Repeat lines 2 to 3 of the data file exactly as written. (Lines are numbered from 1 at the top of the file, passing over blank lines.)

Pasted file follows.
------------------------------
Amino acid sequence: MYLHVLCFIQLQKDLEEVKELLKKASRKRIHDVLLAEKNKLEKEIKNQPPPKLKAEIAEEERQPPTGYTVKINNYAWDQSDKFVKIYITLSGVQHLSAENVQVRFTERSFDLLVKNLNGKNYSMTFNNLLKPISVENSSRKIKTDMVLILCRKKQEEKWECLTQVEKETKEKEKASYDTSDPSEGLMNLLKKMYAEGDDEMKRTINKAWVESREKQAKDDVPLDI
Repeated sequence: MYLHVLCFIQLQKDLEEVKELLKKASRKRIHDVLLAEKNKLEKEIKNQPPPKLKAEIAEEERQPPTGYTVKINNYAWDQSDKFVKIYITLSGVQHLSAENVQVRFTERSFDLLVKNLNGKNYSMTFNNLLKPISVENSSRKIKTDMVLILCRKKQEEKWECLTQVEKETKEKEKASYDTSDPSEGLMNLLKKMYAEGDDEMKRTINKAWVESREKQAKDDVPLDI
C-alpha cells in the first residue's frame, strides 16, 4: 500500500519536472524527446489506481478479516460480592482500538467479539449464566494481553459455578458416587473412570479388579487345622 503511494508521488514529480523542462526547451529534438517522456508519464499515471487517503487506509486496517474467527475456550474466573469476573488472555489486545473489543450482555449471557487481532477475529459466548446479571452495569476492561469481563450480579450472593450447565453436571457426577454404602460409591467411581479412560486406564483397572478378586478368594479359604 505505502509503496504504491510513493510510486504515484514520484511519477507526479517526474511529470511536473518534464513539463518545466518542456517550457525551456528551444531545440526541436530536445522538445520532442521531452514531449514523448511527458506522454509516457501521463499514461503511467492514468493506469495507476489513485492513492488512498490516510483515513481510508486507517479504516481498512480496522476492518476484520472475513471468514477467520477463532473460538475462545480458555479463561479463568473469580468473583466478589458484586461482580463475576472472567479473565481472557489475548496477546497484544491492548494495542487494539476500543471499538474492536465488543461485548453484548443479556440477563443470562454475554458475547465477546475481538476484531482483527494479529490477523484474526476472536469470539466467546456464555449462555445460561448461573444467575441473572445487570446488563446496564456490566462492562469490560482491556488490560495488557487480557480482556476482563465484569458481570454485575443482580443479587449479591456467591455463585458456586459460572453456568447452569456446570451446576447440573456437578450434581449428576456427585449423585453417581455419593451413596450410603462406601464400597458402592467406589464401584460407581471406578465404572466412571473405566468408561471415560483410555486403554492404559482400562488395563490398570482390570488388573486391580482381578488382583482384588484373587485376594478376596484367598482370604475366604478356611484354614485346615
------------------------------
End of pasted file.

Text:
Repeated sequence: MYLHVLCFIQLQKDLEEVKELLKKASRKRIHDVLLAEKNKLEKEIKNQPPPKLKAEIAEEERQPPTGYTVKINNYAWDQSDKFVKIYITLSGVQHLSAENVQVRFTERSFDLLVKNLNGKNYSMTFNNLLKPISVENSSRKIKTDMVLILCRKKQEEKWECLTQVEKETKEKEKASYDTSDPSEGLMNLLKKMYAEGDDEMKRTINKAWVESREKQAKDDVPLDI
C-alpha cells in the first residue's frame, strides 16, 4: 500500500519536472524527446489506481478479516460480592482500538467479539449464566494481553459455578458416587473412570479388579487345622 503511494508521488514529480523542462526547451529534438517522456508519464499515471487517503487506509486496517474467527475456550474466573469476573488472555489486545473489543450482555449471557487481532477475529459466548446479571452495569476492561469481563450480579450472593450447565453436571457426577454404602460409591467411581479412560486406564483397572478378586478368594479359604 505505502509503496504504491510513493510510486504515484514520484511519477507526479517526474511529470511536473518534464513539463518545466518542456517550457525551456528551444531545440526541436530536445522538445520532442521531452514531449514523448511527458506522454509516457501521463499514461503511467492514468493506469495507476489513485492513492488512498490516510483515513481510508486507517479504516481498512480496522476492518476484520472475513471468514477467520477463532473460538475462545480458555479463561479463568473469580468473583466478589458484586461482580463475576472472567479473565481472557489475548496477546497484544491492548494495542487494539476500543471499538474492536465488543461485548453484548443479556440477563443470562454475554458475547465477546475481538476484531482483527494479529490477523484474526476472536469470539466467546456464555449462555445460561448461573444467575441473572445487570446488563446496564456490566462492562469490560482491556488490560495488557487480557480482556476482563465484569458481570454485575443482580443479587449479591456467591455463585458456586459460572453456568447452569456446570451446576447440573456437578450434581449428576456427585449423585453417581455419593451413596450410603462406601464400597458402592467406589464401584460407581471406578465404572466412571473405566468408561471415560483410555486403554492404559482400562488395563490398570482390570488388573486391580482381578488382583482384588484373587485376594478376596484367598482370604475366604478356611484354614485346615